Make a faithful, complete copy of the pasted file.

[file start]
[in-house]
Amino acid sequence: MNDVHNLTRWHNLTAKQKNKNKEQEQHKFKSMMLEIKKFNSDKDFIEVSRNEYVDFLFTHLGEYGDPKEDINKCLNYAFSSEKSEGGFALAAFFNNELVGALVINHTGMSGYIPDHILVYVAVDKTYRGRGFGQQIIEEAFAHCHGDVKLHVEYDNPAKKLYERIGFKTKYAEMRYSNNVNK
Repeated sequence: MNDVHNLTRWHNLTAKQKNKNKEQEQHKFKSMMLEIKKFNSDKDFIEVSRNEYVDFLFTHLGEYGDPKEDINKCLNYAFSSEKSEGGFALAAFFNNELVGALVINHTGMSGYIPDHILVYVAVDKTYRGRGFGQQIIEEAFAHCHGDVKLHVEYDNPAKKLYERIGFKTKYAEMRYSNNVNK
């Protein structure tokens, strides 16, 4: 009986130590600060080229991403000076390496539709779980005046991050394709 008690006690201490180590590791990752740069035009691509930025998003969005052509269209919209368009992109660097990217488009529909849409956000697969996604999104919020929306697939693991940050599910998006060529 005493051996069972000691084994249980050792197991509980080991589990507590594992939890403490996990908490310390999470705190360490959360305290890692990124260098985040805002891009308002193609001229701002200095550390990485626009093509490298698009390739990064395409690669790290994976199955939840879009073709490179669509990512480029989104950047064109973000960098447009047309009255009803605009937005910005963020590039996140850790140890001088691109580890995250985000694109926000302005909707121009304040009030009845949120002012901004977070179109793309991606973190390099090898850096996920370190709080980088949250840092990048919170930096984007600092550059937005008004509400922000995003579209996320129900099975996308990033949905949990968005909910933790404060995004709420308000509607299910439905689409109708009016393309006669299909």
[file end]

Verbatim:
[in-house]
Amino acid sequence: MNDVHNLTRWHNLTAKQKNKNKEQEQHKFKSMMLEIKKFNSDKDFIEVSRNEYVDFLFTHLGEYGDPKEDINKCLNYAFSSEKSEGGFALAAFFNNELVGALVINHTGMSGYIPDHILVYVAVDKTYRGRGFGQQIIEEAFAHCHGDVKLHVEYDNPAKKLYERIGFKTKYAEMRYSNNVNK
Repeated sequence: MNDVHNLTRWHNLTAKQKNKNKEQEQHKFKSMMLEIKKFNSDKDFIEVSRNEYVDFLFTHLGEYGDPKEDINKCLNYAFSSEKSEGGFALAAFFNNELVGALVINHTGMSGYIPDHILVYVAVDKTYRGRGFGQQIIEEAFAHCHGDVKLHVEYDNPAKKLYERIGFKTKYAEMRYSNNVNK
């Protein structure tokens, strides 16, 4: 009986130590600060080229991403000076390496539709779980005046991050394709 008690006690201490180590590791990752740069035009691509930025998003969005052509269209919209368009992109660097990217488009529909849409956000697969996604999104919020929306697939693991940050599910998006060529 005493051996069972000691084994249980050792197991509980080991589990507590594992939890403490996990908490310390999470705190360490959360305290890692990124260098985040805002891009308002193609001229701002200095550390990485626009093509490298698009390739990064395409690669790290994976199955939840879009073709490179669509990512480029989104950047064109973000960098447009047309009255009803605009937005910005963020590039996140850790140890001088691109580890995250985000694109926000302005909707121009304040009030009845949120002012901004977070179109793309991606973190390099090898850096996920370190709080980088949250840092990048919170930096984007600092550059937005008004509400922000995003579209996320129900099975996308990033949905949990968005909910933790404060995004709420308000509607299910439905689409109708009016393309006669299909």